Toronto – Yesterday, Ontario Nature, one of the province’s most prominent conservation organizations, held a Rally for Nature at Queen’s Park where the organization announced its Charter for Biodiversity. More than 6,000 people across Ontario have signed onto the charter, asking the provincial government and all candidates running in the October election to stop the ongoing loss of biodiversity in Ontario.
Speaking at the Rally for Nature were Tim Grant of the Green Party, Rosario Marchese with the NDP and Sarah Thomson of the Liberal Party in addition to Caroline Schultz, Executive Director of Ontario Nature. Each candidate described what actions their party would take on behalf of endangered species and important habitats.
Over the past two centuries, southern Ontario has lost more than 70 percent of its wetland habitats, 98 percent of its original grasslands and approximately 80 percent of its forests. More than 200 plant and animal species in Ontario are now classified as species at risk. Habitat loss and degradation, invasive species, pollution and over-consumption of natural resources drive the decline of biodiversity, understood as the variety of all life on Earth.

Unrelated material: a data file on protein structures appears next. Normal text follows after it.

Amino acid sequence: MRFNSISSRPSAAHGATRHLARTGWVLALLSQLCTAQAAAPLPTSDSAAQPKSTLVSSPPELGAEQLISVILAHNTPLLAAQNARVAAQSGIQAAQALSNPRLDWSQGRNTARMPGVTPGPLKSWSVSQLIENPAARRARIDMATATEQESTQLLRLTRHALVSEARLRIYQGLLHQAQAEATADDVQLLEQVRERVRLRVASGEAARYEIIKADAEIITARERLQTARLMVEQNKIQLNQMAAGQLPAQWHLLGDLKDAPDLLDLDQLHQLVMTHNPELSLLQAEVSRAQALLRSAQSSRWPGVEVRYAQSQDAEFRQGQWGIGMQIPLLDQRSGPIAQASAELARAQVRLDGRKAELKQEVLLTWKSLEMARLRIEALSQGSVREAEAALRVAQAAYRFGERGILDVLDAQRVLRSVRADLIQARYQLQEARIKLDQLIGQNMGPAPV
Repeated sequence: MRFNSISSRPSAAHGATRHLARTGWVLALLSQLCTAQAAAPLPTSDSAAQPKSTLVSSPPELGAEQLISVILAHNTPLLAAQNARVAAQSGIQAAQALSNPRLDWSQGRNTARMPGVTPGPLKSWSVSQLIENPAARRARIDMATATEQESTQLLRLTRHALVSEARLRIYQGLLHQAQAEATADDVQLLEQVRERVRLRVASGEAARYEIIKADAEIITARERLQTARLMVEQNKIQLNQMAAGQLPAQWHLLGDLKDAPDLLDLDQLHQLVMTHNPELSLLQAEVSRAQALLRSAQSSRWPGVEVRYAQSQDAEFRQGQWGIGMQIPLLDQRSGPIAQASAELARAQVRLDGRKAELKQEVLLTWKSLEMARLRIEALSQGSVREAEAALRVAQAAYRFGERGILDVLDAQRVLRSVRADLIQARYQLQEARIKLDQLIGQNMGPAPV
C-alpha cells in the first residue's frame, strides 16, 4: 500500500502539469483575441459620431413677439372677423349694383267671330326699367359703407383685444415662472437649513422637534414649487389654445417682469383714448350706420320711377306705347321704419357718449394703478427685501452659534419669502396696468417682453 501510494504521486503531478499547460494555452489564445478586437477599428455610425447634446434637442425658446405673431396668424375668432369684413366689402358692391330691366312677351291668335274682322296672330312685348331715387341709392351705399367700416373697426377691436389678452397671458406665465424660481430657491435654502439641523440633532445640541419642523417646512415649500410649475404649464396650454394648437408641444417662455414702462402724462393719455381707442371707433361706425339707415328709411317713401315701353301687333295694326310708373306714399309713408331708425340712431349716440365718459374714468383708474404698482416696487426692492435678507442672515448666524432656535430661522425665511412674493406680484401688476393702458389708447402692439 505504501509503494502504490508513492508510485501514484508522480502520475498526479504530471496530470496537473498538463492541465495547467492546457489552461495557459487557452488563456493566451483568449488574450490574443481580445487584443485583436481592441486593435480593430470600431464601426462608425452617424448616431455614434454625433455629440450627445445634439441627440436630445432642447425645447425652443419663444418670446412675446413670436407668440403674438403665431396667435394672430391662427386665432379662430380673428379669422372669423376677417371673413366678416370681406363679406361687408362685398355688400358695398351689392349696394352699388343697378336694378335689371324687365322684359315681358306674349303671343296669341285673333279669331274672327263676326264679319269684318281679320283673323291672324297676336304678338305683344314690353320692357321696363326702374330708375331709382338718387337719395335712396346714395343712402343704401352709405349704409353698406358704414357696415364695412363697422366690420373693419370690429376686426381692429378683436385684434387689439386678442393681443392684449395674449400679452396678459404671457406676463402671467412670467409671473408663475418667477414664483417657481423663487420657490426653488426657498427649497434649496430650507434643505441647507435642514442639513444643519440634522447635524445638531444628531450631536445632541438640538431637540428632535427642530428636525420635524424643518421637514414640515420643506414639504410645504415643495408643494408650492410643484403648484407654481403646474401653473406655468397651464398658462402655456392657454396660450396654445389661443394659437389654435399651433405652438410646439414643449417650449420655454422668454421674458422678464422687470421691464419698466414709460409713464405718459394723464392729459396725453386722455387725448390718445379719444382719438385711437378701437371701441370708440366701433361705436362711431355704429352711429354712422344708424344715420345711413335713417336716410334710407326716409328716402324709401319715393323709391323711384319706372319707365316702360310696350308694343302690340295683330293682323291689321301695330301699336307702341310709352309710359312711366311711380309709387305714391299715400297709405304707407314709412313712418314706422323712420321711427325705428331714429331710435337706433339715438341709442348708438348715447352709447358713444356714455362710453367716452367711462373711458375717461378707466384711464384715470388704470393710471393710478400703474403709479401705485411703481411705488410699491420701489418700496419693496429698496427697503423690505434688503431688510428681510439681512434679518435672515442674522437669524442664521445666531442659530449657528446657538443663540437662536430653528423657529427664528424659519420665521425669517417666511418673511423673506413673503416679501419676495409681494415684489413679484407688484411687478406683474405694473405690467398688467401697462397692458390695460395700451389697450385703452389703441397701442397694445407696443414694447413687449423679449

“As a society, we cannot allow the ongoing degradation of Ontario’s important landscapes, plants and animals,” says Caroline Schultz. “The health of our population depends on the health of our ecosystems. We need decision makers to take meaningful steps towards the conservation of our woods, water and wildlife.”
The Biodiversity Charter for Ontario outlines 10 ways the Province can stop the loss of wild species and wild spaces by 2020. These steps include supporting the establishment of a network of natural areas across southern and eastern Ontario; adopting an approach to conservation so that common species remain common; and reducing the release of contaminants through meaningful implementation of the Toxics Reduction Act and the Toxics Reduction Strategy.
- Saving the Oak Ridges Moraine Again (thegreenpages.ca)
- Six reasons to be optimistic about Lake Ontario’s future (thestar.com)